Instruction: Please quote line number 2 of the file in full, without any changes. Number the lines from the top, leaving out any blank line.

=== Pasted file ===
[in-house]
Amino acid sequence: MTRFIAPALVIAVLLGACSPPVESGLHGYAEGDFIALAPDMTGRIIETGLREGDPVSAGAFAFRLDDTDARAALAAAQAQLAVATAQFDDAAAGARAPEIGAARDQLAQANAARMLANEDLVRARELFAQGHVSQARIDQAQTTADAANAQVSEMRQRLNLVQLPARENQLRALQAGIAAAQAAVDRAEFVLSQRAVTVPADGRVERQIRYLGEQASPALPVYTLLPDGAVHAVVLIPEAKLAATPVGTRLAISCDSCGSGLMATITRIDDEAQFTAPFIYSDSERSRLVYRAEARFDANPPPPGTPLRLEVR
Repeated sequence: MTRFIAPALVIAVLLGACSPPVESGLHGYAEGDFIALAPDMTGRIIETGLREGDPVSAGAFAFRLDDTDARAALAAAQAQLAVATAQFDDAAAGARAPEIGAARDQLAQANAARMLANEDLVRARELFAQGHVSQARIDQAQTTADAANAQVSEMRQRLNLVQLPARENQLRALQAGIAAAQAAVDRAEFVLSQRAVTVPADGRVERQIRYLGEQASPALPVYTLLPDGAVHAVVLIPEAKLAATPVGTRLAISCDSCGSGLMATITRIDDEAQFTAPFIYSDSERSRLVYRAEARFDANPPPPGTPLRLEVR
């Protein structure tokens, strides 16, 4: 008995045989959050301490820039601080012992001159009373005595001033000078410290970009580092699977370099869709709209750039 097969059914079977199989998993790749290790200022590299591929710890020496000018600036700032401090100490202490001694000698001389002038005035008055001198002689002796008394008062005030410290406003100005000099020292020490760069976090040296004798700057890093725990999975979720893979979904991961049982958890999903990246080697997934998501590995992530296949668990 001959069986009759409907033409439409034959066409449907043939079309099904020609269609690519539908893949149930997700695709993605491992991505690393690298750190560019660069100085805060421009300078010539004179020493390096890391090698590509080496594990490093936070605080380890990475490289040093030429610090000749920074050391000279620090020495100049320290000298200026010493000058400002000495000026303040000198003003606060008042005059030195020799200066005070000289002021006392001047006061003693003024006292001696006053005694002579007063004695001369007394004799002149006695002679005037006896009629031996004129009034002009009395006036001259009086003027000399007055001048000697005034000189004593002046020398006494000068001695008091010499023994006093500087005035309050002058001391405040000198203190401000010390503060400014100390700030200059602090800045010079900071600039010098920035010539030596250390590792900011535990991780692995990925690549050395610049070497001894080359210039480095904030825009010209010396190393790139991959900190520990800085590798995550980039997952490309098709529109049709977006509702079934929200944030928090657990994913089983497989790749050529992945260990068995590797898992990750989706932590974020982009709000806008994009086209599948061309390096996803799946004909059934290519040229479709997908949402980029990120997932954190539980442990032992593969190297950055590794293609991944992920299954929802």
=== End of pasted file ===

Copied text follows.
Amino acid sequence: MTRFIAPALVIAVLLGACSPPVESGLHGYAEGDFIALAPDMTGRIIETGLREGDPVSAGAFAFRLDDTDARAALAAAQAQLAVATAQFDDAAAGARAPEIGAARDQLAQANAARMLANEDLVRARELFAQGHVSQARIDQAQTTADAANAQVSEMRQRLNLVQLPARENQLRALQAGIAAAQAAVDRAEFVLSQRAVTVPADGRVERQIRYLGEQASPALPVYTLLPDGAVHAVVLIPEAKLAATPVGTRLAISCDSCGSGLMATITRIDDEAQFTAPFIYSDSERSRLVYRAEARFDANPPPPGTPLRLEVR